Genetic information that you choose to share with your doctor may become part of your medical record and through that route be accessible to health care providers and insurance companies in the future. Genetic information that you share with family, friends or employers may be used against your interests. Even if you share genetic information that has no or limited meaning today, that information could have greater meaning in the future as new discoveries are made. If you are asked by an insurance company whether you have learned genetic information about health conditions and you do not disclose this to them, this may be considered to be fraud.

Yeah, that could kinda suck.

What disturbs me even more than the privacy implications is the company stockpiling samples of genetic material from paying customers. Those kits cost $399 a pop (though they’re on “special discount” at $99 through the end of September). Those genes belong to us! 23andMe warns in its Consent Form, which you must sign off on before participating:

23andMe may enter into partnerships with other investigators and organizations—non-profit and/or commercial—that conduct scientific research.

If companies are going to stockpile and sell the data, it seems like those who have paid to participate should get a cut of the profits. Or there should be two options: a $399-keep-my-info-out-of-your-study option and a free-use-my-results-however-you-want option.

But maybe a socialistic tendency just runs in my genes.


Comments

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  1. collapse expand

    I agree with your concerns about privacy and feel that we need some kind of national legislation to create standards about the use of information.

    Information, like water, will become in this century a great battlefield between public interest and private economic concerns. While the finance sector’s woes distract us into hand-wringing (and likely ineffective) regulatory attempts, information seems to skirt under the radar. Health care reform will only be efficient if private information is publicly managed in a way that helps reduce costs without robbing the citizen of his or her integrity as an individual.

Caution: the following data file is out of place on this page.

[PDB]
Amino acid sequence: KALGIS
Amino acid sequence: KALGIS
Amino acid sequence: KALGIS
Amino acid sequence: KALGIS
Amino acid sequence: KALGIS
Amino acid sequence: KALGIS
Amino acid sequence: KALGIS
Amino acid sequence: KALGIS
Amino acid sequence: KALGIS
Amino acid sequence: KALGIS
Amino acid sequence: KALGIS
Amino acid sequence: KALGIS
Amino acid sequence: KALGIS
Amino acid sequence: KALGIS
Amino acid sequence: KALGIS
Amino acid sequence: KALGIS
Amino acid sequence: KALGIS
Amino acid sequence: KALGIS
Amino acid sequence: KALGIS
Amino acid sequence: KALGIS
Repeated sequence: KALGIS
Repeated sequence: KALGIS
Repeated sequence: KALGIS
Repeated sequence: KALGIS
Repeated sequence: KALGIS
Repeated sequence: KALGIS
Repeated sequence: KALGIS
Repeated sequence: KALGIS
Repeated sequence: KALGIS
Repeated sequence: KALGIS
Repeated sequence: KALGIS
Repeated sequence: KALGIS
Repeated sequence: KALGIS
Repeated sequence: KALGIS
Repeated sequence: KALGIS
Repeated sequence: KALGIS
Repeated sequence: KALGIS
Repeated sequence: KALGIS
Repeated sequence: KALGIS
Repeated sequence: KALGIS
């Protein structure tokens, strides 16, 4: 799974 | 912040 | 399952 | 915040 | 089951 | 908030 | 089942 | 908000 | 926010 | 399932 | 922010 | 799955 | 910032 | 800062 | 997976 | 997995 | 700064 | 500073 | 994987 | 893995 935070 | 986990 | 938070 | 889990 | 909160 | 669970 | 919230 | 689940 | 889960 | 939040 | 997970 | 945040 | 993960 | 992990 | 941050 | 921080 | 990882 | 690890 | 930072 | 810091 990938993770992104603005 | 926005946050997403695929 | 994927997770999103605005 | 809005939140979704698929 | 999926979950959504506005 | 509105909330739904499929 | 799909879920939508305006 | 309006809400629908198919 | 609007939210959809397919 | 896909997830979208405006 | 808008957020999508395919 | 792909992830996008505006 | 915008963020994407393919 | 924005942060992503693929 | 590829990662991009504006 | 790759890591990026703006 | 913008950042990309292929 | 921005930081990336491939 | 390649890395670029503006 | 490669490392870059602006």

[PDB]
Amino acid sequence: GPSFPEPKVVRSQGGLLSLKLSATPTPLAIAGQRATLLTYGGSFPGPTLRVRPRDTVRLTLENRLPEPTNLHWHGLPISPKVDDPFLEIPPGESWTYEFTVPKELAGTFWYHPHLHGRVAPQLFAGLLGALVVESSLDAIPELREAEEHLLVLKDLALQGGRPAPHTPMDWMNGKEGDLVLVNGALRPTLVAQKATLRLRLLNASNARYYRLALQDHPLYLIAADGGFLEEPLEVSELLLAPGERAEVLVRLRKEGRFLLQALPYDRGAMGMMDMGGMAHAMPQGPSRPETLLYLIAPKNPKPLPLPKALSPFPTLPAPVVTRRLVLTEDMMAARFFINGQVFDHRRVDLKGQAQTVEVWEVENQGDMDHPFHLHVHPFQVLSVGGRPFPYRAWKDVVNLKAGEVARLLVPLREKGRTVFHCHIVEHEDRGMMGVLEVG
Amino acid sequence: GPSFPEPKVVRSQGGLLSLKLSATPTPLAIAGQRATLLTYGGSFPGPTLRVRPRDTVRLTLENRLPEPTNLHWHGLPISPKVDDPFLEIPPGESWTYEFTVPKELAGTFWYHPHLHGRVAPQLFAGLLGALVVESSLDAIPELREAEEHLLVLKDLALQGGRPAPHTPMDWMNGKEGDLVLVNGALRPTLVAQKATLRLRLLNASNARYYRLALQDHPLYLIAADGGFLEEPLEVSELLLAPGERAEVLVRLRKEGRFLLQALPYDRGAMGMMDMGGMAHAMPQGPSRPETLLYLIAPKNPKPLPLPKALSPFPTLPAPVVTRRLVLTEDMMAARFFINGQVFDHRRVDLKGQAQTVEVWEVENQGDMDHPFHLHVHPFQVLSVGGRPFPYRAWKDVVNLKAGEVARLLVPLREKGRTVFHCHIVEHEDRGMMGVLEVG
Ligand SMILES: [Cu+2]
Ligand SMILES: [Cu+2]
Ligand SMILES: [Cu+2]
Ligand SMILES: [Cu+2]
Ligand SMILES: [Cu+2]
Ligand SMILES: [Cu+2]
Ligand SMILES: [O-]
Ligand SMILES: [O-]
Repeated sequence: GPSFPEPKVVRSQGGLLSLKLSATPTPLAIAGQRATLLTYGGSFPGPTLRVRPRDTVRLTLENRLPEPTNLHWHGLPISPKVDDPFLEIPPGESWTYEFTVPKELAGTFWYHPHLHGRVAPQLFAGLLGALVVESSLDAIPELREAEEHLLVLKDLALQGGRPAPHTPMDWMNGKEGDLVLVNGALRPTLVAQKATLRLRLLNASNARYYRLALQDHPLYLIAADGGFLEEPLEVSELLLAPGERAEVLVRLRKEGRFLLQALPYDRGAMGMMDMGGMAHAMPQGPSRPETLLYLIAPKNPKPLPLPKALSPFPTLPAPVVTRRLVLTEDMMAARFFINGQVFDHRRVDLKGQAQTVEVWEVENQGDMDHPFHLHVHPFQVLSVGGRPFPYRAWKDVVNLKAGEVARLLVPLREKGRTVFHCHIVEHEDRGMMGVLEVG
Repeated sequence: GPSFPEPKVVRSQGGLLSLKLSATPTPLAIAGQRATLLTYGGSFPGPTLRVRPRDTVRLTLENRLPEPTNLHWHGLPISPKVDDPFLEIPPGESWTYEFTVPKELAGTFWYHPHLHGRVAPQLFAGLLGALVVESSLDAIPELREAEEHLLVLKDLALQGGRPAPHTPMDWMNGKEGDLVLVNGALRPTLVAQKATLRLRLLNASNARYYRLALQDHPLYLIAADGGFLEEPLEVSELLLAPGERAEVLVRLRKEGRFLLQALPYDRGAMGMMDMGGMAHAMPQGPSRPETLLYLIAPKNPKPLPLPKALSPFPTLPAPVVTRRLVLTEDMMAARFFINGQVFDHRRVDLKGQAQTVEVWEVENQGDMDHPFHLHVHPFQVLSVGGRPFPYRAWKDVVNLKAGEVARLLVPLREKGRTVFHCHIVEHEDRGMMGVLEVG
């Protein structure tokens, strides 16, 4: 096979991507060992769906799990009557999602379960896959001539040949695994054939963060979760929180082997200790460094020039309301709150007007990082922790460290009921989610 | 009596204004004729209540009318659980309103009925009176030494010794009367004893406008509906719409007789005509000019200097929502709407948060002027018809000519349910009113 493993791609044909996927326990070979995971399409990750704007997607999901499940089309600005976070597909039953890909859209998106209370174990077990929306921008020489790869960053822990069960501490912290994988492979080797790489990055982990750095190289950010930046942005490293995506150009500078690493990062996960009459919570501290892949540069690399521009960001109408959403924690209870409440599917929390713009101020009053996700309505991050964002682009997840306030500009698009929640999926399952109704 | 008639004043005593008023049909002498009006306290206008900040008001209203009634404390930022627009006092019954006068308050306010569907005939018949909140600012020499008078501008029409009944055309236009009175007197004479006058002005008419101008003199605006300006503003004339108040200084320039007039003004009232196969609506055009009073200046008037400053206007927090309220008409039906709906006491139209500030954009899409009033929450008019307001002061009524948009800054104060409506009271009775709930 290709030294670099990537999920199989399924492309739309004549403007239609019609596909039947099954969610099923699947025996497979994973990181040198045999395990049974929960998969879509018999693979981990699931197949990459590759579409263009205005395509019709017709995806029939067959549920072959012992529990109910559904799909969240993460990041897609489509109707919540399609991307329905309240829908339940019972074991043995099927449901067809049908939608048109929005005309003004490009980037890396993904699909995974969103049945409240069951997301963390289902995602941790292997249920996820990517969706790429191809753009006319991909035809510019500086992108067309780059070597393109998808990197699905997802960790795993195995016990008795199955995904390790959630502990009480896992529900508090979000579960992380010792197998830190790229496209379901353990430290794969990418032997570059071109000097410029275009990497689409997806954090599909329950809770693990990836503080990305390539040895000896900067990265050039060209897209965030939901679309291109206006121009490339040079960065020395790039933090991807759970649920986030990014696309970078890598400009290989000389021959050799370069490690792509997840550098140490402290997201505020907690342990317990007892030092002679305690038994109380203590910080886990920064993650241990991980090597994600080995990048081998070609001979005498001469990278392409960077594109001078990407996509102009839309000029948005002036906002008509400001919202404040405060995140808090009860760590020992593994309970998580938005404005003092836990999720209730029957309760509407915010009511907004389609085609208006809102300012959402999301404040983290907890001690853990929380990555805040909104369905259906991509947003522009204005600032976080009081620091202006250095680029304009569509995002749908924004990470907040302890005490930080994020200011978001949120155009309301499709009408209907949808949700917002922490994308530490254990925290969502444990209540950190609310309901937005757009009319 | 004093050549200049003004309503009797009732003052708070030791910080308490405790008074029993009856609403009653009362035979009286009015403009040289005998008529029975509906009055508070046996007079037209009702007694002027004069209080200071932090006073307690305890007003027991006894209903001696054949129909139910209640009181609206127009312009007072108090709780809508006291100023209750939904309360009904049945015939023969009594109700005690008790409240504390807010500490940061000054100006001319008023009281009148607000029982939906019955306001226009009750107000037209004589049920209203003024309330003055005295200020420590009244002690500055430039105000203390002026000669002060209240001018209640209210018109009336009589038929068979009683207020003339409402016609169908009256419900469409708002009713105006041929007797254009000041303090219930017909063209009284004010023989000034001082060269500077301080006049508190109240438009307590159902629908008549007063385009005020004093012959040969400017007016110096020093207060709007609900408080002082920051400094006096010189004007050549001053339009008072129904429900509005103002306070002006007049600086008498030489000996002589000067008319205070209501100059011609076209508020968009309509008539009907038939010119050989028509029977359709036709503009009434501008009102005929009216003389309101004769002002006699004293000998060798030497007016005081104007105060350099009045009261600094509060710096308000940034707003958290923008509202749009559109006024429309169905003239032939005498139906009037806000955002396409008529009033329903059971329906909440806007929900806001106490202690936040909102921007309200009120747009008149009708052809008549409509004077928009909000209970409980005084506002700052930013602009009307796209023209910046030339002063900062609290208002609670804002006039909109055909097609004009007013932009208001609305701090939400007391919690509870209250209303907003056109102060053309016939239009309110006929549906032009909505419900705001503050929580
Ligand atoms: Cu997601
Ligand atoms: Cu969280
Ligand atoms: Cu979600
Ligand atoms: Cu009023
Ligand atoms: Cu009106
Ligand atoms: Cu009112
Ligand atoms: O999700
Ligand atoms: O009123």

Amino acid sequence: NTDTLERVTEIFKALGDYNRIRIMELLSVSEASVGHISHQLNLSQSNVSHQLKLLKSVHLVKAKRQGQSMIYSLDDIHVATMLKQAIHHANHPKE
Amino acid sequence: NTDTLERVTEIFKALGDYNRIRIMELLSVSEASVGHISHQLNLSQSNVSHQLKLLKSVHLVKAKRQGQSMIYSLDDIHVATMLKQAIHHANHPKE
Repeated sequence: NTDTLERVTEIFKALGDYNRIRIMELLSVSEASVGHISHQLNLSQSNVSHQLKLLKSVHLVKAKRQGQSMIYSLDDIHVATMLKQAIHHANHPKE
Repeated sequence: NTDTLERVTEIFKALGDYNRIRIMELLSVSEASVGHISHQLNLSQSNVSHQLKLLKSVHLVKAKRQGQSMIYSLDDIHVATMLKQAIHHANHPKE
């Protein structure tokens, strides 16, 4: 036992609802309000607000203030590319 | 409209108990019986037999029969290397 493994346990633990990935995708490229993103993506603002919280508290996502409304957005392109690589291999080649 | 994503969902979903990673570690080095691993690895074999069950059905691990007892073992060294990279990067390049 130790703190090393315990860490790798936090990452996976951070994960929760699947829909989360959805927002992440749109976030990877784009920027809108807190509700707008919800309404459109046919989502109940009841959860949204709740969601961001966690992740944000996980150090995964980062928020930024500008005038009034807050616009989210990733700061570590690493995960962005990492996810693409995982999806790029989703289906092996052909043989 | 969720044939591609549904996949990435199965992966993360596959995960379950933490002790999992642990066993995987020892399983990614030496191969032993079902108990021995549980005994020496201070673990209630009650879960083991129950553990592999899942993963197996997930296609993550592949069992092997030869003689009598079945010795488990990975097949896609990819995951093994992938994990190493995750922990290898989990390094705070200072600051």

Information is an abundant “natural” resource of our time, and the private sector managers of information and data will be like the folks upriver who control the water. The problem in public oversight, however, is that in the USA (at least) individual freedom is not separable from economic power, and those who are in control of the new information resources are laying their groundwork well. (That’ the same problem facing campaign finance reform.)

    This isn’t meant to sound alarmist, just realistic. Shared information is the only way to effectively manage our economy and society. The challenge is preserving the values that make our “society” what it is (or at least what we hope it could be) while tapping the power of data.

  2. collapse expand

    This is as good an example as any you’ve written about the abuse of personal information. Even if a *tendency* is expressed in a gene, there are a whole bunch of other factors involved in how (and whether) those genes are expressed. There is an enormous potential for misuse here, when you have a population that sees a photo on MySpace and extrapolates the rest about an individual.